I wired up a circuit with an LED strip, 3 N-channel MOSFETs, and a separate
12V power supply, with the gate pins on the MOSFETS connected to I/O pins
on the Beaglebone.
some mosfets have protective diodes on the gate inputs.
When I didn't connect the circuit to the Bone ground, I apparently fried 2
boards. Neither will boot up. One gives a flicker on the power light and
then goes off, and on the other the power light turns on, but the other
LEDs don't flash and I can't get into either board.
If I assume that the ground on the circuit didn't have a connection to
the BBB ground, and that the 12 volt supply was connected to the
circuit +12 and gnd, then you put floating lines on the BBB outputs,
and any leakage in the power supply to ground (or the BBB ground)
could put any voltage on the output pins of the BBB.
The gates were floating, which is why the circuit was unstable.
BTW: these had to be enhancement mode FETs for this to work.
Here is the thread on the Adafruit forum with a photo of the circuit:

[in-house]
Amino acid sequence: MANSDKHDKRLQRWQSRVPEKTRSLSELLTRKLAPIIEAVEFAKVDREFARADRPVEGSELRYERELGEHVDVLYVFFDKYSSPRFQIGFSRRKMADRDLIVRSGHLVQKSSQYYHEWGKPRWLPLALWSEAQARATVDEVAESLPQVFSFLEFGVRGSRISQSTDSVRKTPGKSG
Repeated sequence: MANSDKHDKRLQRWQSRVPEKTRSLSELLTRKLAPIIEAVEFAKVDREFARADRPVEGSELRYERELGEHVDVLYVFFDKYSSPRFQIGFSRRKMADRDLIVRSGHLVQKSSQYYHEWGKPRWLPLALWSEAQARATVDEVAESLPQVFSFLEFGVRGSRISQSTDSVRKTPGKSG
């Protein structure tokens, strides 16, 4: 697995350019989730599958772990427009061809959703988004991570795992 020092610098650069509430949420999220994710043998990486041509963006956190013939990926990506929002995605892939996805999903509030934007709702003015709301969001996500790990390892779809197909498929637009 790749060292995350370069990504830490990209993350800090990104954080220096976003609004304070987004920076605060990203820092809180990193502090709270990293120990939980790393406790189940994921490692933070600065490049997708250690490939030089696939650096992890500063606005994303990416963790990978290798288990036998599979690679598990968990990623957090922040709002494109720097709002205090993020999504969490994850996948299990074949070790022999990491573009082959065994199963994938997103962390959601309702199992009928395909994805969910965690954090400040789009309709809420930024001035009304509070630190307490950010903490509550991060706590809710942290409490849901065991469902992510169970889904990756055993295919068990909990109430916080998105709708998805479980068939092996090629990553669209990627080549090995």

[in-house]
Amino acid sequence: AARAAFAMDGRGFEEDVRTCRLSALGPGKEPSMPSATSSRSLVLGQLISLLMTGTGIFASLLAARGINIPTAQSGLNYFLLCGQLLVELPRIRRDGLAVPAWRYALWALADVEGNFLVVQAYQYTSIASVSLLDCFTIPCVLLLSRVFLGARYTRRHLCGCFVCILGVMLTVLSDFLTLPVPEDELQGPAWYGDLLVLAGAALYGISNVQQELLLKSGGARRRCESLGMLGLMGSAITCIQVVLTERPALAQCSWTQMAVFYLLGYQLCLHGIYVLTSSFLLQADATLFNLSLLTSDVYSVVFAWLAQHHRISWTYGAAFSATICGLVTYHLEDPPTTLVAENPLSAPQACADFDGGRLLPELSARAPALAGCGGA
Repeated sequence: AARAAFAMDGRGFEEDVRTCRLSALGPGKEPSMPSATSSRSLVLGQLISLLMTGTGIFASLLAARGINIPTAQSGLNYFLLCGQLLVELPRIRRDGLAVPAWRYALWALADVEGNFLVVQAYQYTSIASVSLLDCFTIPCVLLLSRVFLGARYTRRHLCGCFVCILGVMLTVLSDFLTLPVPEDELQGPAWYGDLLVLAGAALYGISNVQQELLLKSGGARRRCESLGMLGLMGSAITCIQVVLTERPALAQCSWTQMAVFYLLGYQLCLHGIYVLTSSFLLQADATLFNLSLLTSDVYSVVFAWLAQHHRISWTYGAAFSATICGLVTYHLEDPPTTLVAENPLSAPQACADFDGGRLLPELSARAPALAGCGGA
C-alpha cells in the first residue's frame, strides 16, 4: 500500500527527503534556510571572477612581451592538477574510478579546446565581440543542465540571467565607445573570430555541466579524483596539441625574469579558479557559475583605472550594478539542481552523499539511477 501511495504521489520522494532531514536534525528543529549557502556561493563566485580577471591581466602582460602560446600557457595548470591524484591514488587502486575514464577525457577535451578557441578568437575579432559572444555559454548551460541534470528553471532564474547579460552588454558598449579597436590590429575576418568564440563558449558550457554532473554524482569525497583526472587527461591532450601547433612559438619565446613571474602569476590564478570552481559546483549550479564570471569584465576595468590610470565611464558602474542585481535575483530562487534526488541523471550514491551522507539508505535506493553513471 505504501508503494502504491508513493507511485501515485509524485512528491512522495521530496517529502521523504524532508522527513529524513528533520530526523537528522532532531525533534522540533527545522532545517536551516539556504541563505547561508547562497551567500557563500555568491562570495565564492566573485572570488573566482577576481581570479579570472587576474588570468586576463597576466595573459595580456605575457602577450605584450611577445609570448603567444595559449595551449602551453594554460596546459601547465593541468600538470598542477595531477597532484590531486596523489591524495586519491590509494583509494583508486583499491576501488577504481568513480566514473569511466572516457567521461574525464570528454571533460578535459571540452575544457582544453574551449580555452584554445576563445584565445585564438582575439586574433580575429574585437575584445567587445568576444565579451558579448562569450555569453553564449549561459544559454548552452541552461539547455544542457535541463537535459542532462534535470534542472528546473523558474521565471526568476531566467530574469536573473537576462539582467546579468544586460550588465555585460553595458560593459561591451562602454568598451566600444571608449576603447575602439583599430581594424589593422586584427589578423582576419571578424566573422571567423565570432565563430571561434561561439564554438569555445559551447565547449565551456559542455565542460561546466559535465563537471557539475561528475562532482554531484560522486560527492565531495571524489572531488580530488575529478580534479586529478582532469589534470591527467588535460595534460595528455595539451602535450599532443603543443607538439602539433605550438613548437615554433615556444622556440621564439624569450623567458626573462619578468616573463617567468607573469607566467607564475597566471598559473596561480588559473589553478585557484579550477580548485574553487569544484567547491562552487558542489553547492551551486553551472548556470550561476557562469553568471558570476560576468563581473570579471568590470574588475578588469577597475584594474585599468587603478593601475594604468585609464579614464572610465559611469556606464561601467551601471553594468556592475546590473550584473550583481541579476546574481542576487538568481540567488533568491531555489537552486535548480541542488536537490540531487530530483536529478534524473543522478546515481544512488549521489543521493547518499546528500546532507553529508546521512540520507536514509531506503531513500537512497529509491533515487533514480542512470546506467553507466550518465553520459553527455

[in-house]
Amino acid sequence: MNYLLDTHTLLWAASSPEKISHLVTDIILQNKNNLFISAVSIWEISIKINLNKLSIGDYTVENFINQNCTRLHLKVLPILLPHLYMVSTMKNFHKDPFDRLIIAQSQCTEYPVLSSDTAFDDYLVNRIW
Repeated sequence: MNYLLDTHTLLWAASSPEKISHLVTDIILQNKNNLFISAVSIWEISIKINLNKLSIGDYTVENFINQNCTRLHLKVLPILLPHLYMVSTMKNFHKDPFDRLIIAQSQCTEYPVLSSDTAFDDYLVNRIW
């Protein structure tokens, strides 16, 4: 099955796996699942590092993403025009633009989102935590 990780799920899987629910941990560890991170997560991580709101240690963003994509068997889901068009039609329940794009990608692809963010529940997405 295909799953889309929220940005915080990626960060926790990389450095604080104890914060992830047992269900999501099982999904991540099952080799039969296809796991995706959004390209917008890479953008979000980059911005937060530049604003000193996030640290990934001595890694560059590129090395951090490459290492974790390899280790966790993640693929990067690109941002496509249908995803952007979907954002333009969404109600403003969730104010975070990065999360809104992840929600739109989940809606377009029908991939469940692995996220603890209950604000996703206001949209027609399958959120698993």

*The Adafruit support said that setup should not have hurt the board. *
If connected properly.
I checked the voltage on the gate pin on each MOSFET that was connected to
the Bone and it was nominal (~200mA).
Voltage is not measured in ma, do you mean 200 mv?
The meter you used loaded the circuit, and would not show the true
voltage. It's not a matter of current into the chip, it's a matter of
voltage (period). The voltage can cause nasty things in the chip
transistors driving the pin, and the power supply of the chip itself
then does the damage.
Does anyone have any ideas on this? How could this have fried 2 boards?
A suggestion for you. Next time, do not make single connections to
pins on the BBB (or anything else unless you're quite certain of what
Best to take a ribbon connector that makes connections to everything
at once, run it to a breakout board, and then hard wire your
connections to that. A frequent problem in breadboards is wires
coming loose. This way the ground is automatically made to the chips
on the breadboard.
Another option would be to use a darlington transistor array, such as
the ULN2803 or the ULN2003 instead of the FETS. Again, the same
warning about grounding is in effect.
Since you have two non-functional BBB's I'd suggest taking a meter and
checking the voltages at the various regulators on the board. You
have a schematic, and it may be possible that you have a bad regulator
somehow. That's better than a fried CPU.